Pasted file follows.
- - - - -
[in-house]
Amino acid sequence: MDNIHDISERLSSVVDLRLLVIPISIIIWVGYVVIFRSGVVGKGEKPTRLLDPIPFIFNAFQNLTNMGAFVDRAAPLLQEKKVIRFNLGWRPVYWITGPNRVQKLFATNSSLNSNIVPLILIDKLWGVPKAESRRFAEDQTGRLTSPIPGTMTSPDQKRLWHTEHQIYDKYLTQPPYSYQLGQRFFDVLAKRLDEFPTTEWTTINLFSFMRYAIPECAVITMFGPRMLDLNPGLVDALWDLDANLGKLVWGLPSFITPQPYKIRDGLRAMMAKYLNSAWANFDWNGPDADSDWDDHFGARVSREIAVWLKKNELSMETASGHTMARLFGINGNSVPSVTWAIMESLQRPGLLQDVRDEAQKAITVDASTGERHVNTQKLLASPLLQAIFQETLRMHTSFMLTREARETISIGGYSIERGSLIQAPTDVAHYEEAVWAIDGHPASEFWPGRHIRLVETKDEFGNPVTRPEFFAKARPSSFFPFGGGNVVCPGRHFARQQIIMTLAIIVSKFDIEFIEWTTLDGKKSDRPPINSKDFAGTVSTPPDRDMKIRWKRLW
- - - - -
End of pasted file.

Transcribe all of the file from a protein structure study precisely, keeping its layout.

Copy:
[in-house]
Amino acid sequence: MDNIHDISERLSSVVDLRLLVIPISIIIWVGYVVIFRSGVVGKGEKPTRLLDPIPFIFNAFQNLTNMGAFVDRAAPLLQEKKVIRFNLGWRPVYWITGPNRVQKLFATNSSLNSNIVPLILIDKLWGVPKAESRRFAEDQTGRLTSPIPGTMTSPDQKRLWHTEHQIYDKYLTQPPYSYQLGQRFFDVLAKRLDEFPTTEWTTINLFSFMRYAIPECAVITMFGPRMLDLNPGLVDALWDLDANLGKLVWGLPSFITPQPYKIRDGLRAMMAKYLNSAWANFDWNGPDADSDWDDHFGARVSREIAVWLKKNELSMETASGHTMARLFGINGNSVPSVTWAIMESLQRPGLLQDVRDEAQKAITVDASTGERHVNTQKLLASPLLQAIFQETLRMHTSFMLTREARETISIGGYSIERGSLIQAPTDVAHYEEAVWAIDGHPASEFWPGRHIRLVETKDEFGNPVTRPEFFAKARPSSFFPFGGGNVVCPGRHFARQQIIMTLAIIVSKFDIEFIEWTTLDGKKSDRPPINSKDFAGTVSTPPDRDMKIRWKRLW